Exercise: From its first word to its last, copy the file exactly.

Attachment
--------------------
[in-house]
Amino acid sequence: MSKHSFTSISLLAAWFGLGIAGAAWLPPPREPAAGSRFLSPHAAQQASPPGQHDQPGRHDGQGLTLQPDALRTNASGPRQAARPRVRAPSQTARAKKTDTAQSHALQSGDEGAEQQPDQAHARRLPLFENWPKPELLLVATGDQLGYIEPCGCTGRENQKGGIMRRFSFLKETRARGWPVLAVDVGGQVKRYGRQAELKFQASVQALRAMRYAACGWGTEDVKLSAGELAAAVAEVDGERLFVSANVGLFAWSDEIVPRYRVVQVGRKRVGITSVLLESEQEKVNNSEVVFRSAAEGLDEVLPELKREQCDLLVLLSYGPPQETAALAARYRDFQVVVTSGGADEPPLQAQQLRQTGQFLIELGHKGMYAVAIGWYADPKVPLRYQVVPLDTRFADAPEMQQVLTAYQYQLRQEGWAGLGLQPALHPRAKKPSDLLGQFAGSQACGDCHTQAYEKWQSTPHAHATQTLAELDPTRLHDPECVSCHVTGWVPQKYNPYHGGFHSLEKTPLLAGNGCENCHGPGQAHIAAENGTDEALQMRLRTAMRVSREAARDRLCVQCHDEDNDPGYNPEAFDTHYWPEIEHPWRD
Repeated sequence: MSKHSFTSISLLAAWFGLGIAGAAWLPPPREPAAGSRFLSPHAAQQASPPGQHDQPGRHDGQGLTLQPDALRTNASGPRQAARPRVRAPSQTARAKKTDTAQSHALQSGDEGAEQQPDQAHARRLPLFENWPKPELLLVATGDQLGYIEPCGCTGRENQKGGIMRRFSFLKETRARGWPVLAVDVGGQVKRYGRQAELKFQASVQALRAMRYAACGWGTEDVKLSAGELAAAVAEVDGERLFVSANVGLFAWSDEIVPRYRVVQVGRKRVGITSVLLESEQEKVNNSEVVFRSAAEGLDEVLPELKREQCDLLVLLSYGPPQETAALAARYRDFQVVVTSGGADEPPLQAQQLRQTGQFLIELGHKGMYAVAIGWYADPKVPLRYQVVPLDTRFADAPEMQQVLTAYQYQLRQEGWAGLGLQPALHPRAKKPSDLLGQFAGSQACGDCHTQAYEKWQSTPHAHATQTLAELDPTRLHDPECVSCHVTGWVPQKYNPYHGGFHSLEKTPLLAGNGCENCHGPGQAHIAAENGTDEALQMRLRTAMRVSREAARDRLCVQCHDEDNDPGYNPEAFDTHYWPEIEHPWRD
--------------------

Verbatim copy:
[in-house]
Amino acid sequence: MSKHSFTSISLLAAWFGLGIAGAAWLPPPREPAAGSRFLSPHAAQQASPPGQHDQPGRHDGQGLTLQPDALRTNASGPRQAARPRVRAPSQTARAKKTDTAQSHALQSGDEGAEQQPDQAHARRLPLFENWPKPELLLVATGDQLGYIEPCGCTGRENQKGGIMRRFSFLKETRARGWPVLAVDVGGQVKRYGRQAELKFQASVQALRAMRYAACGWGTEDVKLSAGELAAAVAEVDGERLFVSANVGLFAWSDEIVPRYRVVQVGRKRVGITSVLLESEQEKVNNSEVVFRSAAEGLDEVLPELKREQCDLLVLLSYGPPQETAALAARYRDFQVVVTSGGADEPPLQAQQLRQTGQFLIELGHKGMYAVAIGWYADPKVPLRYQVVPLDTRFADAPEMQQVLTAYQYQLRQEGWAGLGLQPALHPRAKKPSDLLGQFAGSQACGDCHTQAYEKWQSTPHAHATQTLAELDPTRLHDPECVSCHVTGWVPQKYNPYHGGFHSLEKTPLLAGNGCENCHGPGQAHIAAENGTDEALQMRLRTAMRVSREAARDRLCVQCHDEDNDPGYNPEAFDTHYWPEIEHPWRD
Repeated sequence: MSKHSFTSISLLAAWFGLGIAGAAWLPPPREPAAGSRFLSPHAAQQASPPGQHDQPGRHDGQGLTLQPDALRTNASGPRQAARPRVRAPSQTARAKKTDTAQSHALQSGDEGAEQQPDQAHARRLPLFENWPKPELLLVATGDQLGYIEPCGCTGRENQKGGIMRRFSFLKETRARGWPVLAVDVGGQVKRYGRQAELKFQASVQALRAMRYAACGWGTEDVKLSAGELAAAVAEVDGERLFVSANVGLFAWSDEIVPRYRVVQVGRKRVGITSVLLESEQEKVNNSEVVFRSAAEGLDEVLPELKREQCDLLVLLSYGPPQETAALAARYRDFQVVVTSGGADEPPLQAQQLRQTGQFLIELGHKGMYAVAIGWYADPKVPLRYQVVPLDTRFADAPEMQQVLTAYQYQLRQEGWAGLGLQPALHPRAKKPSDLLGQFAGSQACGDCHTQAYEKWQSTPHAHATQTLAELDPTRLHDPECVSCHVTGWVPQKYNPYHGGFHSLEKTPLLAGNGCENCHGPGQAHIAAENGTDEALQMRLRTAMRVSREAARDRLCVQCHDEDNDPGYNPEAFDTHYWPEIEHPWRD